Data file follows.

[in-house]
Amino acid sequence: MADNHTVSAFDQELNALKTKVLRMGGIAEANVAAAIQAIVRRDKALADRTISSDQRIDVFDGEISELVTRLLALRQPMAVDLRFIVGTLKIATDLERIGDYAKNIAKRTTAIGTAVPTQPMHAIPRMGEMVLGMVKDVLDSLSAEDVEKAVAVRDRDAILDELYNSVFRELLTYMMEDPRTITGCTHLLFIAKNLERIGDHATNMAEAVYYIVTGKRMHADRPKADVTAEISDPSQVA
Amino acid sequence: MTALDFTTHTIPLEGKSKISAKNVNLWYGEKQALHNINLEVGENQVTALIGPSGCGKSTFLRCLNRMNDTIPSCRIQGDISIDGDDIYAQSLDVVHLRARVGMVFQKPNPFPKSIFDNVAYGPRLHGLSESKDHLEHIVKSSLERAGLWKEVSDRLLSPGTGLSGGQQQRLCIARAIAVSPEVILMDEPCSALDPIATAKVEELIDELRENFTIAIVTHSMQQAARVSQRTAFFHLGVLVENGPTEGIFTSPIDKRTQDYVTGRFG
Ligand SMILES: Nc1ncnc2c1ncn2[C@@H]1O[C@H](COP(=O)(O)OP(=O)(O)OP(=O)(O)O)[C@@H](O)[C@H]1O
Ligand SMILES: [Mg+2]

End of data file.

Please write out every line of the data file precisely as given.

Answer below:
[in-house]
Amino acid sequence: MADNHTVSAFDQELNALKTKVLRMGGIAEANVAAAIQAIVRRDKALADRTISSDQRIDVFDGEISELVTRLLALRQPMAVDLRFIVGTLKIATDLERIGDYAKNIAKRTTAIGTAVPTQPMHAIPRMGEMVLGMVKDVLDSLSAEDVEKAVAVRDRDAILDELYNSVFRELLTYMMEDPRTITGCTHLLFIAKNLERIGDHATNMAEAVYYIVTGKRMHADRPKADVTAEISDPSQVA
Amino acid sequence: MTALDFTTHTIPLEGKSKISAKNVNLWYGEKQALHNINLEVGENQVTALIGPSGCGKSTFLRCLNRMNDTIPSCRIQGDISIDGDDIYAQSLDVVHLRARVGMVFQKPNPFPKSIFDNVAYGPRLHGLSESKDHLEHIVKSSLERAGLWKEVSDRLLSPGTGLSGGQQQRLCIARAIAVSPEVILMDEPCSALDPIATAKVEELIDELRENFTIAIVTHSMQQAARVSQRTAFFHLGVLVENGPTEGIFTSPIDKRTQDYVTGRFG
Ligand SMILES: Nc1ncnc2c1ncn2[C@@H]1O[C@H](COP(=O)(O)OP(=O)(O)OP(=O)(O)O)[C@@H](O)[C@H]1O
Ligand SMILES: [Mg+2]